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Sponsored Project Non-Salary Direct and Indirect (F & A) Costs

Find out how to determine if a cost is direct or indirect.

After you determine that a particular non-salary cost is allowable, you must then decide if that cost can be paid directly from sponsored project funds (a direct cost) or from other sources (an indirect cost). See Fiscal Compliance: Step Through the Direct and Indirect Cost Decision. The rules that help determine the proper treatment of a cost pertain to both actual costs and estimates of costs used when preparing a proposal.

OMB Circular A-21

Anyone authorizing the expenditure of federal funds needs to have a working understanding of the underlying cost principles set forth in OMB Circular A-21 (A-21). These principles govern costs that can be charged to the government by educational institutions either directly or indirectly. UCSD generally applies these same cost principles to non-federal funding as well.

A direct cost

  • Meets all the tests for an allowable cost (see Sponsored Project Allowable and Unallowable Costs)
  • Is allocable to the project. The cost can be identified specifically or logically with a particular sponsored project or program or can be directly assigned to such activity relatively easily with a high degree of accuracy; or the cost is incurred solely to advance the work under the sponsored project.
  • Provides a clear and supportable benefit to the project

Examples of direct costs

  • Salaries of scientific and technical staff
  • Laboratory supplies
  • Special purpose equipment
  • Communication costs (project specific)
  • Next Generation Network (NGN) charges
  • Animals, animal care costs
  • Computer costs
  • Travel costs
  • Specialized shop costs, materials, fabricated parts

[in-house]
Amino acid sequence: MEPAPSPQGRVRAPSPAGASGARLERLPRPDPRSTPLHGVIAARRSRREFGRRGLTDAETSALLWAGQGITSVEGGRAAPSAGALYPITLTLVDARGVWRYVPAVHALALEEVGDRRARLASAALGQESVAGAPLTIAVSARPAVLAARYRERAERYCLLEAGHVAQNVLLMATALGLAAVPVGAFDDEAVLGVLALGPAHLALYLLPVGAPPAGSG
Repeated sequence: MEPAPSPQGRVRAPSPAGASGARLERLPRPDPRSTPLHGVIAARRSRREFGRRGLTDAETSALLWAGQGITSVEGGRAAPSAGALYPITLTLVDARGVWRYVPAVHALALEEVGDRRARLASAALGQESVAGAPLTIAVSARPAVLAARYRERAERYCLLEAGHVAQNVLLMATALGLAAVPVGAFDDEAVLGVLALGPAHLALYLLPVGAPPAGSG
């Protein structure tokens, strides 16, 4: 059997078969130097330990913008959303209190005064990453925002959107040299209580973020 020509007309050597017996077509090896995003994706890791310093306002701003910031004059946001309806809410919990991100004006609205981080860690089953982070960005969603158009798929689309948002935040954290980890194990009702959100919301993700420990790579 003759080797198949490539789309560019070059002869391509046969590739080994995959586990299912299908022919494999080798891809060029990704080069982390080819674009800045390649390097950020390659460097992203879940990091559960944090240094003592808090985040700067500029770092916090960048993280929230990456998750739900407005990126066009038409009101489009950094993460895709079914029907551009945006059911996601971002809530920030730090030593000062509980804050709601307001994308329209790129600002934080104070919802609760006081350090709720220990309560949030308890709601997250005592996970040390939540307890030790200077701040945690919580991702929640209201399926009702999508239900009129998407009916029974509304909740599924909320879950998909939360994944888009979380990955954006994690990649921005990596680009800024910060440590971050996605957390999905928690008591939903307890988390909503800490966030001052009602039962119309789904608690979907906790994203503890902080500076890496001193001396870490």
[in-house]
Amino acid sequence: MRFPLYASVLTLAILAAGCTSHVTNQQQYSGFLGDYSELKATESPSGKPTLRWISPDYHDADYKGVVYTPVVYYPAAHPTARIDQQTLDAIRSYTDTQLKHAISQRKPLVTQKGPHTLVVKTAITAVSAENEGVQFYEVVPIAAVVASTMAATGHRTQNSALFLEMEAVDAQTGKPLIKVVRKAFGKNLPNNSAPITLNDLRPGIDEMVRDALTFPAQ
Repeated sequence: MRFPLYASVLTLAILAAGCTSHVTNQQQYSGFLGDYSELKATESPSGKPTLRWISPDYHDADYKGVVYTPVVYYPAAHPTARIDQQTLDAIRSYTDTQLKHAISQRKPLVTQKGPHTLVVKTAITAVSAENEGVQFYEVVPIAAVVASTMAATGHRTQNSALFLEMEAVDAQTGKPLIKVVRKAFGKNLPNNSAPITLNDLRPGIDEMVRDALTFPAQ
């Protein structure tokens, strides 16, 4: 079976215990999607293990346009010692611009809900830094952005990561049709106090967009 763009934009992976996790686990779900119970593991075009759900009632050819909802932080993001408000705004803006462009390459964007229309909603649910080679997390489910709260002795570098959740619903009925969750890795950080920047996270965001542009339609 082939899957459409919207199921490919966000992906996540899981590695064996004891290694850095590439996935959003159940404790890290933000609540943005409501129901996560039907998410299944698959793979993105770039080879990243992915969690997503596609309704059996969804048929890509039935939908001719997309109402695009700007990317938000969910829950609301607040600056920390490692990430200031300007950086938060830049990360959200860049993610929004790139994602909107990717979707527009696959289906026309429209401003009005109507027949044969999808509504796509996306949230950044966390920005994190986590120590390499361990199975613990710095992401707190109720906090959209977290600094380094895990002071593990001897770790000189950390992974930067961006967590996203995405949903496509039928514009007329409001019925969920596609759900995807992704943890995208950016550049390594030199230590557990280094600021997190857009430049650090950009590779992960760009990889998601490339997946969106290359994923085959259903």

Where an institution treats a particular type of cost as a direct cost of sponsored agreements, all costs incurred for the same purpose in like circumstances shall be treated as direct costs of all activities of the institution.

An indirect ("facilities and administrative," or F&A) cost

  • Is an allowable cost that doesn't provide a direct and identifiable benefit to a particular sponsored project or program
  • Is incurred for common or joint cost objectives
  • Includes costs that would normally be considered direct, but the cost of accounting for the direct charge would exceed the cost itself.

Awarding agencies

Each awarding agency has the right to establish its own terms and conditions for its awards. Specific award terms and conditions may take precedence over the provisions of A-21. However, exceptions to basic costing principles and the usual accounting treatment as defined by UCSD should be brought to the attention of the CAS compliance officer for review and approval.

UCSD policy

It is UCSD policy to charge costs directly to the sponsored projects that benefit from those costs whenever possible. Departments and organizational units often incur certain types of costs for both direct and indirect purposes. Deciding whether a cost is direct or indirect depends on criteria stated on this page and on the purposes and circumstances for which the costs are incurred.